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According to farmer Ann Knowles, turkeys can change the color of their waddles at a moments notice, flushing from pale pink to candy-apple red. (Abby Wendle/Harvest Public Media)
According to farmer Ann Knowles, turkeys can change the color of their waddles at a moments notice, flushing from pale pink to candy-apple red. (Abby Wendle/Harvest Public Media)

Farmers raised fewer turkeys this year than they have in the past three decades - about 235 million gobblers, according to the U.S. Department of Agriculture.

Ann Knowles raised 70 broad breasted bronze and white turkeys on her small farm in western Illinois.

She coops up the plump birds at night to guard against predators, but lets them roam freely during the day.

“They get to strut. And they chase in bugs,” Knowles said. “So I think their little dinky brains are probably pretty happy.”

Specialty crop farms, like orchards, rely heavily on migrant labor to hand pick fruit. (Luke Runyon/Harvest Public Media)
Specialty crop farms, like orchards, rely heavily on migrant labor to hand pick fruit. (Luke Runyon/Harvest Public Media)

In the debate over immigration reform, farm and ranch groups have been among those calling for change the loudest, and most frequently. But after President Obama announced changes to the immigration system, the response from the agriculture industry so far has been mixed.

In an announcement Thursday, Obama detailed how his actions will delay the deportation of the undocumented parents of children in the country legally. The changes also give protections to any children who were brought to this country illegally before 2010. About 5 million people in the country without documentation will be affected.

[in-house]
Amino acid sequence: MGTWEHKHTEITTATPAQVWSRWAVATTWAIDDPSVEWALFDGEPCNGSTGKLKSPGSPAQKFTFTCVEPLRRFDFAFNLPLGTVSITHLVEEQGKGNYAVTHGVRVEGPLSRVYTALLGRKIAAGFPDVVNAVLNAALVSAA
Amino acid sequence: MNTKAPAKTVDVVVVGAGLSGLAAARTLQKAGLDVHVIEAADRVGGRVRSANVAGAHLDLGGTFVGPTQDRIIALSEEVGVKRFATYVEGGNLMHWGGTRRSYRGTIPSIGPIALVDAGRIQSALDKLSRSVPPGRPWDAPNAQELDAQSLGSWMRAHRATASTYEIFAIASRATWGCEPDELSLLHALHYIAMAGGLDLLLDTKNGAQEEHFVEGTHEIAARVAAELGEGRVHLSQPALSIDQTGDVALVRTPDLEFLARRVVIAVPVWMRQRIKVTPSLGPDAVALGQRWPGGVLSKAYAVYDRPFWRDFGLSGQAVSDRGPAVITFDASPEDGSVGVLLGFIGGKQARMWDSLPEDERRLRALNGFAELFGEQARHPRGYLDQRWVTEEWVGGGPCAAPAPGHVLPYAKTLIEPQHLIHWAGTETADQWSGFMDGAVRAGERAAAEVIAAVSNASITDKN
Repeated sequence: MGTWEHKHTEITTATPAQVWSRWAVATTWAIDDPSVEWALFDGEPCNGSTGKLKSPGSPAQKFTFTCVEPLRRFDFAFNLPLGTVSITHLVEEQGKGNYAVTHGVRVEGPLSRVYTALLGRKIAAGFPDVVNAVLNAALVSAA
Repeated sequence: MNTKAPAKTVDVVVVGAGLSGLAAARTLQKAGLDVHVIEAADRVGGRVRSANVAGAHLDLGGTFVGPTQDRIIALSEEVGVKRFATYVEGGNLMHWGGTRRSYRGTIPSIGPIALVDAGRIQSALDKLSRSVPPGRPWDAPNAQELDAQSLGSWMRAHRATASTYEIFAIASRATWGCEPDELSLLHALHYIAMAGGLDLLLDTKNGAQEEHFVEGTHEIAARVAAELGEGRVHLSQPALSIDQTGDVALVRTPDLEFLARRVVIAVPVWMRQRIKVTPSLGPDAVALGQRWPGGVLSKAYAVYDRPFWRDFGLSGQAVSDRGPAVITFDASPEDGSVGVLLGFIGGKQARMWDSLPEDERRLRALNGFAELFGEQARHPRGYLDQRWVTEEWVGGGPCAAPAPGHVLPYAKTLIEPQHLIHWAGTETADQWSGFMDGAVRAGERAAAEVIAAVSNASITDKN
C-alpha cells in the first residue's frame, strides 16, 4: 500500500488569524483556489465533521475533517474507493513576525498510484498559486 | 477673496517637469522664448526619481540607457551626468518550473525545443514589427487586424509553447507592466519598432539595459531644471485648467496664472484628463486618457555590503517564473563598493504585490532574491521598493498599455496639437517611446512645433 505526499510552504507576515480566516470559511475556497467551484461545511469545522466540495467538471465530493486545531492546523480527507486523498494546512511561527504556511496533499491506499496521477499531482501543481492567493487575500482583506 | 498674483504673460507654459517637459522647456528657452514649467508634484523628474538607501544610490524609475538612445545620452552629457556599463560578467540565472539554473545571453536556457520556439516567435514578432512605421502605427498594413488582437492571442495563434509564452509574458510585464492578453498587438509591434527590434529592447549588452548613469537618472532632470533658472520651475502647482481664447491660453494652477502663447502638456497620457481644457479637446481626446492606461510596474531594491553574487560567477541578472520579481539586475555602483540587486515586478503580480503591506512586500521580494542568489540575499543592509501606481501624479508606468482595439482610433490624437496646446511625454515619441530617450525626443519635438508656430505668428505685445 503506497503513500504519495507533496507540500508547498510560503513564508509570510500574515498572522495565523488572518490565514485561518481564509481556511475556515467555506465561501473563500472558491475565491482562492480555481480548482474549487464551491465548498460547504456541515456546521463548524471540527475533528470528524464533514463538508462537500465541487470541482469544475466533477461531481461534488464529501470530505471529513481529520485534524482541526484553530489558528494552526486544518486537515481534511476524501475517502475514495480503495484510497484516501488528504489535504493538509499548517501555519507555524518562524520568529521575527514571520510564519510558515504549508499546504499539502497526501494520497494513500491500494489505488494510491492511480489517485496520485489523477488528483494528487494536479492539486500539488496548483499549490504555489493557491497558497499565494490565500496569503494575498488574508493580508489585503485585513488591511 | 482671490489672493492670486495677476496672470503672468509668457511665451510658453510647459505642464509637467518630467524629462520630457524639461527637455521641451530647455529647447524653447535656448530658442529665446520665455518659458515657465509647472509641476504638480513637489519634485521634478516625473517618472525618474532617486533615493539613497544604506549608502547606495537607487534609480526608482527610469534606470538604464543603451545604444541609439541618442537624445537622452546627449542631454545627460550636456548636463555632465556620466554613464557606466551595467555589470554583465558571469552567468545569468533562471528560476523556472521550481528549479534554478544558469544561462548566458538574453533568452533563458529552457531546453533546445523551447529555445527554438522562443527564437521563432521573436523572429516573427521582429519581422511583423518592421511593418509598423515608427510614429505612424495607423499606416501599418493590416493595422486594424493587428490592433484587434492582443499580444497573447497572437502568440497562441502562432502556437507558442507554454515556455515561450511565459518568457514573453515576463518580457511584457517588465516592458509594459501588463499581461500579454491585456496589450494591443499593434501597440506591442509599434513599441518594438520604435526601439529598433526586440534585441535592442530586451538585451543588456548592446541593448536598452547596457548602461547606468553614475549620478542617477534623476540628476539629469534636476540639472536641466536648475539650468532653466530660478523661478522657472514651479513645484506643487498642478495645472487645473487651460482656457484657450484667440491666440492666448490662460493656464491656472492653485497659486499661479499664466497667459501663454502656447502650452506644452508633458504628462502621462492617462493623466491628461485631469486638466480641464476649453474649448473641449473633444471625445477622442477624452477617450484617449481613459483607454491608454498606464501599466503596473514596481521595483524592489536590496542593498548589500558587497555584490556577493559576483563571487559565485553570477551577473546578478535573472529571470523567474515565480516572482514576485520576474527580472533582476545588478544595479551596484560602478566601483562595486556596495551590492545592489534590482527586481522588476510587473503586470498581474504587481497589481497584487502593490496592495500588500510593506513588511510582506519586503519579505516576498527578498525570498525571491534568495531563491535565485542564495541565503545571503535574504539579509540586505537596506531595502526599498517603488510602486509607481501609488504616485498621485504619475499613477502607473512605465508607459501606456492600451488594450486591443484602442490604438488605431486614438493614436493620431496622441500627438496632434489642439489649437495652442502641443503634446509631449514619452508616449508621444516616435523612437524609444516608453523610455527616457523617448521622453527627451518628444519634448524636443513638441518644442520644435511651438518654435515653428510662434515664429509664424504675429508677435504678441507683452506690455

Out of that 5 million people, upwards of 250,000 work on farms and ranches, according to a release from the United Farm Workers, one of the largest farm worker unions in the country with deep roots in activism. In its reaction, UFW took an optimistic tone.

Ethanol plants, like this one in Adams, Neb., use corn from Midwest farms to pump out millions of gallons of biofuel. (File: Grant Gerlock/Harvest Public Media)
Ethanol plants, like this one in Adams, Neb., use corn from Midwest farms to pump out millions of gallons of biofuel. (File: Grant Gerlock/Harvest Public Media)

The Environmental Protection Agency said Friday that it won’t release rules for how much ethanol oil refiners have to mix in to our gasoline supply this year.

The ethanol rules, called the Renewable Fuel Standard (RFS), are meant to prop up the U.S. biofuels industry by creating demand for ethanol. Without the rules, both oil companies and the biofuel sector will be left in the dark as to what the demand for ethanol will be.

The RFS is also a big deal for Midwest farmers, as ethanol consumption drives demand for the corn they grow and buttresses corn prices. With corn prices plummeting, robust ethanol demand would help farmers’ bottom lines.

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